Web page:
The production of death under capitalism is well understood. Innumerable terms and theoretical formulations exist to define the endpoint of capital’s immiseration, the one constant to human life that our political economy is particularly adept at expediting. “Social murder” is the term used by Engels and his contemporaries. “Its deed is murder just as surely as the deed of the single individual; disguised, malicious murder, murder against which none can defend himself, which does not seem what it is, because no man sees the murderer, because the death of the victim seems a natural one, since the offence is more one of omission than of commission.” Likewise “statistical genocide,” or “democide.” Lauren Berlant called this “slow death”—“mass physical attenuation under global/national regimes of capitalist structural subordination.”
The finality of death in the social imaginary as the ultimate conclusion of capital’s violence can produce fantasies of a moral or ethical capitalism. This is arguably the dream chased by capital’s true believers: with modifications to its systems, we can slow slow death to a crawl, render statistical genocide statistically insignificant. With “premature” death the imagined enemy of capital’s internal narrative of its own beneficence, minor reforms become enshrined as a legible mirage. But the primary sites of violence under capitalism are not those that lead directly to death. They are instead the quotidian forms that situate capitalist belonging; the reproduction of norms socially as well as legally and administratively, abetted by a “cynical din of knowledge production” that institutionalizes logics of eugenics and austerity.
For this reason, we focus not on how capitalism reproduces death but on how and why capital keeps you alive. We consider what is elsewhere called administrative violence; in the words of Dean Spade, “how law structures and reproduces vulnerability.” We follow how those marked as vulnerable by administrative violence are not only immiserated, but also become the object of capital accumulation.
Central to this is the figure of the surplus population(s), the necessarily amorphous and indefinable category that is the focus of our project. How the political economy has evolved in the last century to maximize its exploitation of the surplus populations—pathologizing with one hand while generating capital with the other—is a process that must be understood by those mobilizing for health justice or health communism, and to begin to imagine a world free of the eugenic philosophy of capitalism. It is toward this understanding that Health Communism begins.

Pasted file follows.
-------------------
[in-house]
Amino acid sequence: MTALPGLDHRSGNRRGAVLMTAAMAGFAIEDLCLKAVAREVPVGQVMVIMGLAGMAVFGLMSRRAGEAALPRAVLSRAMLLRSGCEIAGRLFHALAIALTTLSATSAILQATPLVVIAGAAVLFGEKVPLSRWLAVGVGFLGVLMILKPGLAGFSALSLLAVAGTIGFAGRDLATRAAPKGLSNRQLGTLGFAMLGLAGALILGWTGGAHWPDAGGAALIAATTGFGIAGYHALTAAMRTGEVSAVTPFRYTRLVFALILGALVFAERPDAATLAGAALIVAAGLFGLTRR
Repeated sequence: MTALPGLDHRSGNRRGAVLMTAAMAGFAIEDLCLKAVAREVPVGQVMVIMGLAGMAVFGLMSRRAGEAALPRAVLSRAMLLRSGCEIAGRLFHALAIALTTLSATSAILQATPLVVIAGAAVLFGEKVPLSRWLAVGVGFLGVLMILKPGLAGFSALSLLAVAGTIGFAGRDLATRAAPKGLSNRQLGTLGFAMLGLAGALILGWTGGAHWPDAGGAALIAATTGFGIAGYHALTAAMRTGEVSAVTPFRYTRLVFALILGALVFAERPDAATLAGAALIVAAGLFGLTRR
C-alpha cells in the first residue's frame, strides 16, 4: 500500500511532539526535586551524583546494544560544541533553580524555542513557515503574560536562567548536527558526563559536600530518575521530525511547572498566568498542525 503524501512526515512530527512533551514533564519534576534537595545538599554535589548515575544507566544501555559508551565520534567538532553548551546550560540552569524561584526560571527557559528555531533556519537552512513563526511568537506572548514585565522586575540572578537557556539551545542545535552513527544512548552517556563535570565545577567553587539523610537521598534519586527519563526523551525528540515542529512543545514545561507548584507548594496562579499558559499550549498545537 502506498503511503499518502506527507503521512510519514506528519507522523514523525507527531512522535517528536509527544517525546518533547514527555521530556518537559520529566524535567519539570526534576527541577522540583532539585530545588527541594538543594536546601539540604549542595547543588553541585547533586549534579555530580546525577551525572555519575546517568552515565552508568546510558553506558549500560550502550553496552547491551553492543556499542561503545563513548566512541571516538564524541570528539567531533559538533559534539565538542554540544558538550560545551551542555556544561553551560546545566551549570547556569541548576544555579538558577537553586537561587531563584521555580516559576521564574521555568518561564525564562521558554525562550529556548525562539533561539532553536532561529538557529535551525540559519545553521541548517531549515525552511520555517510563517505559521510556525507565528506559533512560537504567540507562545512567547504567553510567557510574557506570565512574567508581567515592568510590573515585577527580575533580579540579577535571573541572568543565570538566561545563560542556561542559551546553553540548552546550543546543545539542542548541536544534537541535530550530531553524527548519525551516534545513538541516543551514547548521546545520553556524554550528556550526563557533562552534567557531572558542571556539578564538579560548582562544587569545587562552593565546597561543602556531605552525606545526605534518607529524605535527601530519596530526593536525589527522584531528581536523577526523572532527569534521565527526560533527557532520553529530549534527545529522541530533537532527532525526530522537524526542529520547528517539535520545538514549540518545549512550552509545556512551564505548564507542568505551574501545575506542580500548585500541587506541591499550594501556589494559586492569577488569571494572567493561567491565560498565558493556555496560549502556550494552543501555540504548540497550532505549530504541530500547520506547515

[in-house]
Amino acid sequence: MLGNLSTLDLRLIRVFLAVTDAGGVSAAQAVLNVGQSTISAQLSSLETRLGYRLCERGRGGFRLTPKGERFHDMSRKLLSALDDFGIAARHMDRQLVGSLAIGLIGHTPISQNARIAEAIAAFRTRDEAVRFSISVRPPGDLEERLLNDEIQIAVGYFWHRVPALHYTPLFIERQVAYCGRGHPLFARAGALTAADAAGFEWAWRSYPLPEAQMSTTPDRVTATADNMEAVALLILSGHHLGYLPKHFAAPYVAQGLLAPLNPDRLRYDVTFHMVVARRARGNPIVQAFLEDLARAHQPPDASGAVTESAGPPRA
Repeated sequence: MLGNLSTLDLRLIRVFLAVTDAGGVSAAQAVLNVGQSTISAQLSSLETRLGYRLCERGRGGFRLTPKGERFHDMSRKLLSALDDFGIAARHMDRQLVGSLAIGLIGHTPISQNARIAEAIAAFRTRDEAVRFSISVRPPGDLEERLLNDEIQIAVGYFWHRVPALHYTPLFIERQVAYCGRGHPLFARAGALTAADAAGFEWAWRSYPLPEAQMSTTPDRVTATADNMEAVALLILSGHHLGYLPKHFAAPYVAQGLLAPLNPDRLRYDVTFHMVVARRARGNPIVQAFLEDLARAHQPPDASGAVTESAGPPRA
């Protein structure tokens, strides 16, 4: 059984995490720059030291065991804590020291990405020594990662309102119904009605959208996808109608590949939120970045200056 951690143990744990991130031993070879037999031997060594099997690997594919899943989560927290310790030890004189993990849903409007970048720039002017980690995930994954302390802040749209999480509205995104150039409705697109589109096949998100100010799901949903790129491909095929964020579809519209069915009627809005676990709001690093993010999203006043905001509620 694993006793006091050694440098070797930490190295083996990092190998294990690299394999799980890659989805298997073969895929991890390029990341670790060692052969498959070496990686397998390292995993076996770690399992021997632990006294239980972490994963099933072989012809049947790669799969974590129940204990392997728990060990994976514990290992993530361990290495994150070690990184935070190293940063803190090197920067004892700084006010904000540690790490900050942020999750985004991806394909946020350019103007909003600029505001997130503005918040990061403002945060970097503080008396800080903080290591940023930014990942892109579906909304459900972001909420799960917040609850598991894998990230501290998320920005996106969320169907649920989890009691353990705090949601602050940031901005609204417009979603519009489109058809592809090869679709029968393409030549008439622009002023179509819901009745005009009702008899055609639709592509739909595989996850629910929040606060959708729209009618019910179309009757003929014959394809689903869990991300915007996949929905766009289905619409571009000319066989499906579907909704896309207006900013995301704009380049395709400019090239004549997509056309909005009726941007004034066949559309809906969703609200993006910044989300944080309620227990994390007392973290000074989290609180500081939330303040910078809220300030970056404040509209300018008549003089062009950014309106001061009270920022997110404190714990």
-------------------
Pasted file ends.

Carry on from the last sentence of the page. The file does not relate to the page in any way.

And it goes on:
The surplus population was initially defined in economic terms in separate writings by Engels and Marx in response to the moralizing, demographic panics of industrial capitalism’s early philosophers, among them Adam Smith and Robert Malthus. (Smith: “The demand for men, like that for any other commodity, necessarily regulates the production of men”; Malthus: “A distinction will in this case occur, between the number of hands which the stock of society could employ, and the number which its territory can maintain.”) Both Engels and Marx, in referring to the surplus populations as capital’s “general reserve army,” make clear that their formulation has to do in large part with the population of unemployed people who could otherwise be a part of the labor force. Engels refers to the surplus populations as “keep[ing] body and soul together by begging, stealing, streetsweeping. . . It is astonishing in what devices this ‘surplus population’ takes refuge.”
Health, disability, and debility are largely absent from early discourses around the surplus populations that Marx and Engels responded to, except in cases of characteristic pathologizing of the poor. (Malthus again: “The labouring poor . . .seem always to live from hand to mouth. Their present wants employ their whole attention, and they seldom think of the future.”) Engels and Marx do, however, share concerns for the public health of the surplus population and the disablement wrought by industrial production. Engels’ The Condition of the Working Class in England can be regarded as an early work of “social” epidemiology, locating capital’s impact on the social determinants of health just as the idea of public health was at its formation. Marx notes of the relationship between health, private sector industrialization, and the state, that